CD is a mental and behavioral disorder in children. Children with CD suffer from disruptive behavior and have problems with following rules. Children with this disorder have repetitive and persistent patterns of aggression, destruction, and deceitfulness. CD is twice more common in boys compared to girls. The prevalence of CD in the United States is 6% to 16% in males and 2% to 9% in females. Symptoms appear earlier in boys at a median age of 11 years compared to girls with a median age of 15 years. Children with CD have educational difficulties; they often struggle with psychosocial functioning and isolation. Other psychiatric comorbidities are common with CD, such as depression, ADHD, substance abuse, and ODD [6].

ODD is a disruptive behavioral disorder in children; it consists of a pattern of angry and irritable mood, argumentative, and vindictive behavior [7]. The lifetime prevalence of ODD is 10.2%. Males are more affected than females with 11.2% and 9.2%, respectively. A diagnosis of ODD made before the age of eight years indicates a poor prognosis [8].

CD and ODD frequently coexist together. ODD is believed to be a risk factor to CD [7]. ODD co-occurs in half of the children with ADHD, while CD co-occurs in 20% of children with ADHD [9].

The objective of this literature review is to explore the impact of comorbid disorders like CD and ODD on children and adolescents diagnosed with ADHD. We are looking to increase our understanding of how children with these comorbid disorders function socially, psychologically, and academically comparable to children with ADHD only. Our study review aims to find out why these disorders commonly occur together and what common risk factors that might coexist. We have reviewed past research studies that discussed ADHD, CD, and ODD as separate disorders and as comorbid disorders.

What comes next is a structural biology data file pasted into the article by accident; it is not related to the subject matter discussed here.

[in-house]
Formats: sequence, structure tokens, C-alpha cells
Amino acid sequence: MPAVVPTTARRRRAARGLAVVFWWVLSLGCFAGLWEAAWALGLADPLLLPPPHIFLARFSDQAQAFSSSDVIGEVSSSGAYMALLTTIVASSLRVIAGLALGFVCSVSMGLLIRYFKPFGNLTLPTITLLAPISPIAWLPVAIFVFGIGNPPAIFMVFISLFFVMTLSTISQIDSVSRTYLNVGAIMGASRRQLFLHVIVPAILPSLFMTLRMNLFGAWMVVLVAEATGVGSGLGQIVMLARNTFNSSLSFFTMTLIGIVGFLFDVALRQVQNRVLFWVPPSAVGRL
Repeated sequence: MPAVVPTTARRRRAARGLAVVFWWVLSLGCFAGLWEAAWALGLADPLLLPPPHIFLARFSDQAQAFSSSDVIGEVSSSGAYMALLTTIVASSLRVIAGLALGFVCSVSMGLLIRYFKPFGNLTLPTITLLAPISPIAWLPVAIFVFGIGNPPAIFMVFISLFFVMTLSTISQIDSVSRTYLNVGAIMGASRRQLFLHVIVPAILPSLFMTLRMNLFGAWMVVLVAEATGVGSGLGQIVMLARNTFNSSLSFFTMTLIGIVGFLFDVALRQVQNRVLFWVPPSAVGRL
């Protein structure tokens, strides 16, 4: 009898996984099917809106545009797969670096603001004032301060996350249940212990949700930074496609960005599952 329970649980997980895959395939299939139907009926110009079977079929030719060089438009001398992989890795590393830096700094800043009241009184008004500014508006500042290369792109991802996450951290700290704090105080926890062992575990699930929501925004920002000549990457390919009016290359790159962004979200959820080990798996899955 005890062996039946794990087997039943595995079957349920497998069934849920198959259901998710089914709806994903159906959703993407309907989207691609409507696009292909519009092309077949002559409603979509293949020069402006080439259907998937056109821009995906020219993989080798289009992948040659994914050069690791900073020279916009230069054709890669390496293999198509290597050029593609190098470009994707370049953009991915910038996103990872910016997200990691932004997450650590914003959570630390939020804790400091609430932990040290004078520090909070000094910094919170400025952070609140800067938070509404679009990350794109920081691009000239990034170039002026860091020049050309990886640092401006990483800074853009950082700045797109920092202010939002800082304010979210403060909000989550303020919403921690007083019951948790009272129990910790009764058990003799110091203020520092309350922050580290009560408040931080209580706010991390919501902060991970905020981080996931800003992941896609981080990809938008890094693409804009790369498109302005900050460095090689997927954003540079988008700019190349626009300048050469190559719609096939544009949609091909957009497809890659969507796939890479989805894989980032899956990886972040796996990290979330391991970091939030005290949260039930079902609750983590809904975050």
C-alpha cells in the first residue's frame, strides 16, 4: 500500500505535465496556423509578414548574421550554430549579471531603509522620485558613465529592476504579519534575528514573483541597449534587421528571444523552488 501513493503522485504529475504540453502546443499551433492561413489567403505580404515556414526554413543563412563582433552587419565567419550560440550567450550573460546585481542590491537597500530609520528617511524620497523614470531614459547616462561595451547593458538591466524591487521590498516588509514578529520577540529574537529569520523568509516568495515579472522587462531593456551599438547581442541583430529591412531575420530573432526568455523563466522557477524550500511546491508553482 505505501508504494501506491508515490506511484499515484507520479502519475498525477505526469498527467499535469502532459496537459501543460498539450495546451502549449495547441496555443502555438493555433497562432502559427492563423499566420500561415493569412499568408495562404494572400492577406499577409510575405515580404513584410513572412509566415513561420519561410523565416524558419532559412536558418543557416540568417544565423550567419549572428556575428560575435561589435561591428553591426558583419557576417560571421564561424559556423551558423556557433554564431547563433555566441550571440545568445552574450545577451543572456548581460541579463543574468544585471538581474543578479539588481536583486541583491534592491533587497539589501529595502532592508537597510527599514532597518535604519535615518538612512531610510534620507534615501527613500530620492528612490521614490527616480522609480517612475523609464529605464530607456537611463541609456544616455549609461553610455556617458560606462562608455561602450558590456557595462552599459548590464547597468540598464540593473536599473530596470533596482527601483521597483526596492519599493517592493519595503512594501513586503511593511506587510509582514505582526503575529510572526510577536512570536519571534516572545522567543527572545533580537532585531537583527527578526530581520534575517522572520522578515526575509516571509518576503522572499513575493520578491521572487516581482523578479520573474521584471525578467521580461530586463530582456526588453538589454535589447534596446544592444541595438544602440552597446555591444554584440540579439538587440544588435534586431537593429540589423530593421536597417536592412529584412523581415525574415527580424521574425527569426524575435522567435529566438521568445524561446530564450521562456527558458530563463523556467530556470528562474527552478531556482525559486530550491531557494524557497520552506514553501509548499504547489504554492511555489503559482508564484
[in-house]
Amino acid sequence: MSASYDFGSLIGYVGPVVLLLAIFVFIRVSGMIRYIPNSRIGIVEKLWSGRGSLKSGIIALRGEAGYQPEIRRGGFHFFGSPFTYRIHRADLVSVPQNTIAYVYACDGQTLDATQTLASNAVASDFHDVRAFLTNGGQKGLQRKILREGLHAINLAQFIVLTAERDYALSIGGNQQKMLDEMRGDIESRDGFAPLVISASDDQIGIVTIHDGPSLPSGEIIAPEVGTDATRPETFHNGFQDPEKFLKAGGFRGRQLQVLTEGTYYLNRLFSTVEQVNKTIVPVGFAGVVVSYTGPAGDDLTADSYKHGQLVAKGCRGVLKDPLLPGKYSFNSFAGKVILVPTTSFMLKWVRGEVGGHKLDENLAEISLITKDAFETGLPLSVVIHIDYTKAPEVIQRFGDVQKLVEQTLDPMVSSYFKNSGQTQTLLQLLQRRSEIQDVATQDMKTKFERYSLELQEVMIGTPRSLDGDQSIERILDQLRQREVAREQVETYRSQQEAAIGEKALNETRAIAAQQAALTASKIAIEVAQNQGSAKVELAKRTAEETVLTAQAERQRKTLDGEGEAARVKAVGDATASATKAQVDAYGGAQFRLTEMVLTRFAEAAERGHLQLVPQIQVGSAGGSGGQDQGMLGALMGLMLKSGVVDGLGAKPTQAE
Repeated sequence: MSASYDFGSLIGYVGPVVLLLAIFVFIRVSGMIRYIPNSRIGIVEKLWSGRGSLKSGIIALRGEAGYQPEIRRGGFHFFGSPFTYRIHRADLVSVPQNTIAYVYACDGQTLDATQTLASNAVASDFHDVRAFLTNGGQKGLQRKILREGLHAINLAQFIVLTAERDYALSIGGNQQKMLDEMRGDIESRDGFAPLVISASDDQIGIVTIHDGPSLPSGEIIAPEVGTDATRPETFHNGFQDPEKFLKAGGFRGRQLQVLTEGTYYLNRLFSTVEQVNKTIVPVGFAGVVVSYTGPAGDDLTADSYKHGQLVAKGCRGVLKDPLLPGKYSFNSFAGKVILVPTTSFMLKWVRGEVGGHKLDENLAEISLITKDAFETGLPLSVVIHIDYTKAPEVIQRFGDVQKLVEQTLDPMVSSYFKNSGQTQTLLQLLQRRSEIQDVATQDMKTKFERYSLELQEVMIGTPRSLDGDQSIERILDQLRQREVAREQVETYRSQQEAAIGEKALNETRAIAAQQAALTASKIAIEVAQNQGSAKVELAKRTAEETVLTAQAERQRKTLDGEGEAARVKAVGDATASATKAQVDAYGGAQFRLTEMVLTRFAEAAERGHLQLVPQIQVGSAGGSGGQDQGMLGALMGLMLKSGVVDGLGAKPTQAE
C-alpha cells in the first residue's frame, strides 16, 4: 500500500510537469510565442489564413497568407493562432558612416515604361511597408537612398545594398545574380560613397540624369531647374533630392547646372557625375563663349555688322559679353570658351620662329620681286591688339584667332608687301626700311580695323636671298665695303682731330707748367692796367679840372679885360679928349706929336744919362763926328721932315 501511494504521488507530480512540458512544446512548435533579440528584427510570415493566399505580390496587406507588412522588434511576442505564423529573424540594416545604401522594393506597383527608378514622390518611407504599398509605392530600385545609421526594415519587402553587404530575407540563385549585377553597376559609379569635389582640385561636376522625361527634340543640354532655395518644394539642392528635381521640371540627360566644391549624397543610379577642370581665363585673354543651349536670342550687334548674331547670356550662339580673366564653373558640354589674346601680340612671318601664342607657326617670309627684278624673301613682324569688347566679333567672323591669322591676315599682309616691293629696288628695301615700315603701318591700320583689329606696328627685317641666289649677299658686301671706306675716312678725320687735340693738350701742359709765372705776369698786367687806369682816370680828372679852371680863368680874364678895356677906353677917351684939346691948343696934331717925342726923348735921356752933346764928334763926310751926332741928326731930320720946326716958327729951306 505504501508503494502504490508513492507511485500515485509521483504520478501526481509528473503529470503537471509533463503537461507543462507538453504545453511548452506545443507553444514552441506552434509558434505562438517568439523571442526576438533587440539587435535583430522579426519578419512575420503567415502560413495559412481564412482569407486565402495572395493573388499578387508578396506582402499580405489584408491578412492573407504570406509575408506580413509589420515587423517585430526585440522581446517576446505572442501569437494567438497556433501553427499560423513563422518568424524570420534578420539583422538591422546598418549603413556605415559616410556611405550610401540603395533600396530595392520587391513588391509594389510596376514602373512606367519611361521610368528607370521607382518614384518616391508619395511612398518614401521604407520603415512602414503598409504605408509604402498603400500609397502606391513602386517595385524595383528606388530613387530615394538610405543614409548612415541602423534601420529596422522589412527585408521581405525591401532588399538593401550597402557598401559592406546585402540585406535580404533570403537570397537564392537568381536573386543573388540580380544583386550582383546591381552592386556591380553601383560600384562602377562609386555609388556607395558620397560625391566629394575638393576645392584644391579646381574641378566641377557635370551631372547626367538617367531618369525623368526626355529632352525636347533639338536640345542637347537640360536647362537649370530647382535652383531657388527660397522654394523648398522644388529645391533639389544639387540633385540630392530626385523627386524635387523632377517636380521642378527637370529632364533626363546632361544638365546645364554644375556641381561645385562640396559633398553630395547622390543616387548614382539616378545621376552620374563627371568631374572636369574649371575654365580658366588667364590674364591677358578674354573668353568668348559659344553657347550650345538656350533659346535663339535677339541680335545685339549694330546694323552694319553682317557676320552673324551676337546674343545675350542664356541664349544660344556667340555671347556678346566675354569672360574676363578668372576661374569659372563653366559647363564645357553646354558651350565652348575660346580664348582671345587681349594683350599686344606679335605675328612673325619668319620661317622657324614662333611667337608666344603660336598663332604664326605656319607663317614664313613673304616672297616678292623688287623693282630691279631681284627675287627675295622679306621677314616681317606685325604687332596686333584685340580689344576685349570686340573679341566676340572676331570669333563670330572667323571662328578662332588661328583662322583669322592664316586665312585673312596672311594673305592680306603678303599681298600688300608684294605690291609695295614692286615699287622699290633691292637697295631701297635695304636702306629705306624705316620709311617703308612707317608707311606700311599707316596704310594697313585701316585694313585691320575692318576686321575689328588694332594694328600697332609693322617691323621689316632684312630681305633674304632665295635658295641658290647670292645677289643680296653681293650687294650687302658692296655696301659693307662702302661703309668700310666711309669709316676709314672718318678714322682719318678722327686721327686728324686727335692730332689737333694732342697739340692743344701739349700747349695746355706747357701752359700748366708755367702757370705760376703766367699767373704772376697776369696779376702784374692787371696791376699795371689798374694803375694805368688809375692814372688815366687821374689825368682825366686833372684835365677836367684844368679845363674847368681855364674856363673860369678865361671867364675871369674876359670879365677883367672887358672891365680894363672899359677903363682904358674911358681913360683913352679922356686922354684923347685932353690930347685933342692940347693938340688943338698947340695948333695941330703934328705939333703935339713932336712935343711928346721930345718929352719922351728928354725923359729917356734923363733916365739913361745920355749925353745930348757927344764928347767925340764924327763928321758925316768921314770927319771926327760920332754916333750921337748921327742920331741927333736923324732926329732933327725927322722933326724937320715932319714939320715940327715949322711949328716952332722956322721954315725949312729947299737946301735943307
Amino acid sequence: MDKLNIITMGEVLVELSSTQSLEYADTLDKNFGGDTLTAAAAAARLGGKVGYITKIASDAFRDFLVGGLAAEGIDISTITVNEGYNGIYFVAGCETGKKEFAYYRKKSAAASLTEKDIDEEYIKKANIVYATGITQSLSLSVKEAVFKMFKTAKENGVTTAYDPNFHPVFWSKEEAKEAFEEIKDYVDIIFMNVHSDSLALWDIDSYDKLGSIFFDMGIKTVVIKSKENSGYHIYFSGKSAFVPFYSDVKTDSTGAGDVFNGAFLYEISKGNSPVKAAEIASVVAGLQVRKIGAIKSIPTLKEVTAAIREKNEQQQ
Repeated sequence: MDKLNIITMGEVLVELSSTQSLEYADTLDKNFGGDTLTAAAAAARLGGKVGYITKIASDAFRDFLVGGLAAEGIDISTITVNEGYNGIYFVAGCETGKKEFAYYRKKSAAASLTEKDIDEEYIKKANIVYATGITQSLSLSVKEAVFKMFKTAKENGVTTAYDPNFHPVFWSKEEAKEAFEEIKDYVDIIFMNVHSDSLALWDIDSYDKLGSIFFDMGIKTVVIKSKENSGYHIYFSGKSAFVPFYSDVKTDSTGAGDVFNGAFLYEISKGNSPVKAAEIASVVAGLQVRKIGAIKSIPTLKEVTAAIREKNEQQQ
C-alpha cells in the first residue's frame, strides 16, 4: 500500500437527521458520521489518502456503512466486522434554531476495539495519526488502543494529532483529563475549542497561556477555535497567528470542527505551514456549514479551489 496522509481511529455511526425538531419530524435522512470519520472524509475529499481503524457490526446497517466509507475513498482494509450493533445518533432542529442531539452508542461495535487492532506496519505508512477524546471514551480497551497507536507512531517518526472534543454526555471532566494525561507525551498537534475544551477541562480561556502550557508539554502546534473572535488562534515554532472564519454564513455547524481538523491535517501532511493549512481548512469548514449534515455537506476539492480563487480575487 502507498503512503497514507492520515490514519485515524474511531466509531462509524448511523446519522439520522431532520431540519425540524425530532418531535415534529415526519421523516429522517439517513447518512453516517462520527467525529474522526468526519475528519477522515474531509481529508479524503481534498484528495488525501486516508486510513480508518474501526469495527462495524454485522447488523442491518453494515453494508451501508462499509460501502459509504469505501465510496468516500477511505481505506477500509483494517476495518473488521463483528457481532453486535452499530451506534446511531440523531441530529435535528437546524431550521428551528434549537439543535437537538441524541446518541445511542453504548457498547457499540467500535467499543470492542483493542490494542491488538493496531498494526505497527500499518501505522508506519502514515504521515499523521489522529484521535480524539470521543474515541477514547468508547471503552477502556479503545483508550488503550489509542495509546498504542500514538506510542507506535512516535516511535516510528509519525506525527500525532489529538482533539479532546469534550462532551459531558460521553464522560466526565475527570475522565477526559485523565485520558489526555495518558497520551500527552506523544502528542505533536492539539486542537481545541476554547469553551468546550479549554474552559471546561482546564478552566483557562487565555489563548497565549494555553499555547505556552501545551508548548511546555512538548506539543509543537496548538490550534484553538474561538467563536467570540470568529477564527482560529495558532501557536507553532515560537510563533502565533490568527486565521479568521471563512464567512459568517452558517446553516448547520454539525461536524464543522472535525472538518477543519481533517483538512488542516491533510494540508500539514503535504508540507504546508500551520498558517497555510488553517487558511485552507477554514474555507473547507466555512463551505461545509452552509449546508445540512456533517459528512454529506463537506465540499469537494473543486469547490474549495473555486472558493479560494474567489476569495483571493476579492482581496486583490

Review

Methods and results

Data were searched on PubMed using regular keywords: "Attention deficit hyperactivity disorder (ADHD)", "Conduct disorder (CD)", "Oppositional defiant disorder (ODD)". Table 1 shows the search results of the regular keywords "Attention deficit hyperactivity disorder (ADHD)", "Conduct disorder (CD)", "Oppositional defiant disorder (ODD)".

Keywords Database Date Number of results
Attention deficit hyperactivity disorder (ADHD) PubMed     7/11/2020       37,126  
Oppositional defiant disorder (ODD) PubMed     7/11/2020     1,150    
Conduct disorder (CD) PubMed   7/11/2020   1,244   

Results

The total number of keywords search results was 39,520. The following is a breakdown of the keywords searched and the volume of results: Attention deficit hyperactivity disorder (ADHD) keyword search results was 37,126· Conduct disorder (CD) keyword search results was 1,244· Oppositional defiant disorder (ODD) keyword search results was 1,150

Only research articles related to human studies that were published since 2002 in the English language were included in this study. All types of research articles were included except for books and documents. After the manual screening of each article, the relevant research studies for this literature review were selected. A total of 31 articles were selected for this study to determine the impact of comorbid CD and ODD in children with ADHD on psychosocial functioning and behavioral adjustment.